- country:Czech Republic
- label:Indies Scope Records
- artist submitted by:
In the end of 50's a vehicle named Trabant was born in the German Democratic Republic and in the same years a style called rock'n'roll was given birth in America. In the year 1995 something called Traband was born. "Play as you can, the rest will come by itself," the musicians said. "Rock with clever lyrics," someone wrote about the band. "Elvis and the Sex-Pistols, country-punk," some others guessed. "By the way, what is it all about?!" curious people kept asking. Things could have gone on that way if some futile events hadn't steered the band in other directions. In the year 1999 the end of the world was at hand. Traband metamorphosed into a raft exposed to wild waters and this un quiet trip brought about the discovery of a world far from America. The lands that came alongside had names such as The Coast of Pale Mornings, Southern Agony, la Kotchichina. By common accord, the musicians chose the Kotchichina and decided to settle down in a town called Le Grando, organising expeditions to the ends of the world. That gives them the possibility to bring home rather surprising souvenirs: a Gipsy minor tone scale, a Czech trumpet, a Jewish clarinet, a circus brass-band, a funeral march, five violent beats on a drum, the evening call of the muezzin, a G-minor chord, a French 'r', Turkish honey, a military march, a voice calling in the desert...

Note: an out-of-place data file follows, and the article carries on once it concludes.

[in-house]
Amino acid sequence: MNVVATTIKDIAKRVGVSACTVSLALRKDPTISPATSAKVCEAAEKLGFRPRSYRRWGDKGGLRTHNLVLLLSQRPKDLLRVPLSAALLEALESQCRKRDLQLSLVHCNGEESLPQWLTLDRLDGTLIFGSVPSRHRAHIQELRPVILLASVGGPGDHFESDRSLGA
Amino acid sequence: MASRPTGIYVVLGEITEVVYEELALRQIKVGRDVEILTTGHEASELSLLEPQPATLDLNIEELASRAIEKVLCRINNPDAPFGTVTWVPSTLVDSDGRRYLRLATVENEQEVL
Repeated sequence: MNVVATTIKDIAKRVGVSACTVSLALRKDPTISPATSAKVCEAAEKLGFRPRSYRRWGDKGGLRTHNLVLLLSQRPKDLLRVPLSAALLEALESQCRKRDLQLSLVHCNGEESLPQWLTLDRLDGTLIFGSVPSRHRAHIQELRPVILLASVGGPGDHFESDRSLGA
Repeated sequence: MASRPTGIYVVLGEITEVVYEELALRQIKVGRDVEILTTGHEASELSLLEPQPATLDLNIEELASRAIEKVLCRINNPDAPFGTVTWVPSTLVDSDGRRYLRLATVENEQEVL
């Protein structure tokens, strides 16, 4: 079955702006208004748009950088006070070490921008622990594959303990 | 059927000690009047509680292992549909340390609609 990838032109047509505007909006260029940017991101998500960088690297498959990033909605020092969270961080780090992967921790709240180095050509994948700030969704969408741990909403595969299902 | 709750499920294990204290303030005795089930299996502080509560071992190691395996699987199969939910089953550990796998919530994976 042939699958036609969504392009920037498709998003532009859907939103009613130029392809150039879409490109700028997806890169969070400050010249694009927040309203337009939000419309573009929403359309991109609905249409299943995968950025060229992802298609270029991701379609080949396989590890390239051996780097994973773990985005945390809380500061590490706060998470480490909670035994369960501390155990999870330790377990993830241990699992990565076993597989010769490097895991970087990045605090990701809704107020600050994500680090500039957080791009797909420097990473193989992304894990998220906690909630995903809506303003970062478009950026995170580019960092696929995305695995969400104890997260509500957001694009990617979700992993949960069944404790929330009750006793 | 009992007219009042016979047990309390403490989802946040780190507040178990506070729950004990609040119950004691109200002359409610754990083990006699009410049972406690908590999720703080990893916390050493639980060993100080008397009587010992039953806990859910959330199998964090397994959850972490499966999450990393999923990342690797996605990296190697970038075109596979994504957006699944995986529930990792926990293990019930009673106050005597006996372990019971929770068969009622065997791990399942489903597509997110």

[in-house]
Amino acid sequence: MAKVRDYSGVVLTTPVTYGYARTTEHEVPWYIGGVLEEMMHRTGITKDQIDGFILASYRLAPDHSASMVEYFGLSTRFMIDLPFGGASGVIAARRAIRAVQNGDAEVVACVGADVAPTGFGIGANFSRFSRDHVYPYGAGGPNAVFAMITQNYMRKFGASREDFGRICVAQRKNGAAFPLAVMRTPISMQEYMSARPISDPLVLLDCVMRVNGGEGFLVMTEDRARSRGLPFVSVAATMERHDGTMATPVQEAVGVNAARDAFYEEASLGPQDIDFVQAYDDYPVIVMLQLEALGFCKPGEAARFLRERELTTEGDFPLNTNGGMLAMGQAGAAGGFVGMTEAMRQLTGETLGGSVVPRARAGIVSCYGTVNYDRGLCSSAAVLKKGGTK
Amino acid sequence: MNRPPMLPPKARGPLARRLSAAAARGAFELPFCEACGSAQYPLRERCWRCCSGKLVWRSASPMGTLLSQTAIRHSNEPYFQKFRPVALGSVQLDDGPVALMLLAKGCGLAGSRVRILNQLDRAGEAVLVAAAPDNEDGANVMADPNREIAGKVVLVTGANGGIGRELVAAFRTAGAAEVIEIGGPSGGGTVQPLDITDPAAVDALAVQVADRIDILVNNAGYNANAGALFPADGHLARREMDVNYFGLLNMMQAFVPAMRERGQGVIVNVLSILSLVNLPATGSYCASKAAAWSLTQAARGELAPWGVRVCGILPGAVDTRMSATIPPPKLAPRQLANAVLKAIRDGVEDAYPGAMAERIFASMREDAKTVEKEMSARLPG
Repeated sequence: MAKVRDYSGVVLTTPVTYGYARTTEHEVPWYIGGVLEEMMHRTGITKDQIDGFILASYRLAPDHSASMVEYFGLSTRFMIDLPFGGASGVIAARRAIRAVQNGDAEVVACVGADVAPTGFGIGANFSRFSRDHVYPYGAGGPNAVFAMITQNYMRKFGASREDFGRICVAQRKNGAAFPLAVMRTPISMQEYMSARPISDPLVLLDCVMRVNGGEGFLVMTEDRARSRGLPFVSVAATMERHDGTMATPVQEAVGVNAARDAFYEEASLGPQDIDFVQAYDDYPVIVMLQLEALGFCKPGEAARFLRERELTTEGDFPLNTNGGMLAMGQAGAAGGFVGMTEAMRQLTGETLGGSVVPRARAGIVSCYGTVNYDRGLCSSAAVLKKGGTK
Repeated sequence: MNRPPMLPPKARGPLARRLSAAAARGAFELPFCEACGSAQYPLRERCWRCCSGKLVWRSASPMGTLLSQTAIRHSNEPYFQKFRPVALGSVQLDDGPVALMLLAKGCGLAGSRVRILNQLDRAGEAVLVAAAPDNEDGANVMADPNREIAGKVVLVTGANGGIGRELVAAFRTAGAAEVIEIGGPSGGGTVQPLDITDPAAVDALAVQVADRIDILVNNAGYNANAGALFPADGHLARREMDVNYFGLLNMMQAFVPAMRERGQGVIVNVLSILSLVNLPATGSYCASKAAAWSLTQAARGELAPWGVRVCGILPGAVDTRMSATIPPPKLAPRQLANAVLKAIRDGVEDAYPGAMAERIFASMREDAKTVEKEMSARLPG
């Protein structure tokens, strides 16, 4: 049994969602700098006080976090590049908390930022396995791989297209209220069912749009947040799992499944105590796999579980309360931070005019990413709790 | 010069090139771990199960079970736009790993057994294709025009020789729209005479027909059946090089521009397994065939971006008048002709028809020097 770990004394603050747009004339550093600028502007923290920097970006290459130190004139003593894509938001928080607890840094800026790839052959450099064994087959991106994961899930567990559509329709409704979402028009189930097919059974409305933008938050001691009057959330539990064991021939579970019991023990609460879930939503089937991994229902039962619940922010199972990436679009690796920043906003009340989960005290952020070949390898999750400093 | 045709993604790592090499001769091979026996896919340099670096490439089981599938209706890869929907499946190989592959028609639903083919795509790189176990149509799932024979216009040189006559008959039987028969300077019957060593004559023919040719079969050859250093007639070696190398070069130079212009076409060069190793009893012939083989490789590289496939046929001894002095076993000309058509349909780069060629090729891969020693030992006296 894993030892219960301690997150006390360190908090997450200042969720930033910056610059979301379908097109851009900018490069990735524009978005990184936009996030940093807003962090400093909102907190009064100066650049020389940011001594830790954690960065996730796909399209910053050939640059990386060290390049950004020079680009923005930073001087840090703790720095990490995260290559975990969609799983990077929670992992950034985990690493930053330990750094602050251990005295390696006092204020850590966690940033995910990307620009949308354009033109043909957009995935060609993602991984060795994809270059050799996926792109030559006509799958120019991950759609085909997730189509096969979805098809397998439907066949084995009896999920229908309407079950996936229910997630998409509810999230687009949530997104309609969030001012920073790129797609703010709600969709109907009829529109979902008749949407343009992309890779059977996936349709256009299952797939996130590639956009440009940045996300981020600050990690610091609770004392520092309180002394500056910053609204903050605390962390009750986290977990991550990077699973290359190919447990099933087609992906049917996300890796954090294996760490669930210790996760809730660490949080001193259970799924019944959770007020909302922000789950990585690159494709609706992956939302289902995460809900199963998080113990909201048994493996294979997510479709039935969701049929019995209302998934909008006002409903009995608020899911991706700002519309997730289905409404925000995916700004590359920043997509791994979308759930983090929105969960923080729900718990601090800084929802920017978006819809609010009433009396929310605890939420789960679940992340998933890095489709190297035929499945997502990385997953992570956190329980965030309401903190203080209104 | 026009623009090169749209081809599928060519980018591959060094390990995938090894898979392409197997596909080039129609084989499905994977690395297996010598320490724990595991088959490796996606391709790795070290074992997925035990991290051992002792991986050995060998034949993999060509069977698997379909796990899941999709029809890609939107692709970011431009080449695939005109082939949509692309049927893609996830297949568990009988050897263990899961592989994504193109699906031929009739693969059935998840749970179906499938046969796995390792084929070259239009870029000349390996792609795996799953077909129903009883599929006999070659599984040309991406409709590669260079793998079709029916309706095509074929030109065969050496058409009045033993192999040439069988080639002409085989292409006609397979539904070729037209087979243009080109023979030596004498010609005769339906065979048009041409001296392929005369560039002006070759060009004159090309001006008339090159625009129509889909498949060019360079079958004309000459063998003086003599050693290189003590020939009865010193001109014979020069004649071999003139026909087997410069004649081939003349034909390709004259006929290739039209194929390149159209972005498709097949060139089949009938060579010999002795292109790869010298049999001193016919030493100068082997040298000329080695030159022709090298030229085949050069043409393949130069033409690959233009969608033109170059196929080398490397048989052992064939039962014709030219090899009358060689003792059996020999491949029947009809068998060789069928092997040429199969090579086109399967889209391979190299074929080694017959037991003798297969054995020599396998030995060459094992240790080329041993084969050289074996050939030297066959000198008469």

"The group's music takes its source from Balkan and klezmer traditions, while adding a modern folk twist to the melodies and making the best out of very unusual instrumentation. Imagine clarinet, trumpet, banjo, tuba, and drums partying through sailors' songs and Jewish wedding music. While the roots of the music can recall groups like the Klezmatics or France's Soldat Louis, the actual sound is closer to a klezmer version of Ceux-Qui-Marchent-Debout or Polemic Bazar, something between cabaret and street fanfare. Moreover, Svoboda's vocal delivery, when added to the all-acoustic lineup, can evoke the Violent Femmes or Louise Attaque. The arrangements are inventive and often verge on circus music... It's not the most original music among the much-populated field of the late-'90s back-to-trad movement in alternative European (and Qu»bec) music, but CD Kolotoc comes through as a thoroughly honest and enjoyable record. Don't miss it on account of the Czech lyrics; they are not essential to appreciate it." (François Couture, All Music Guide)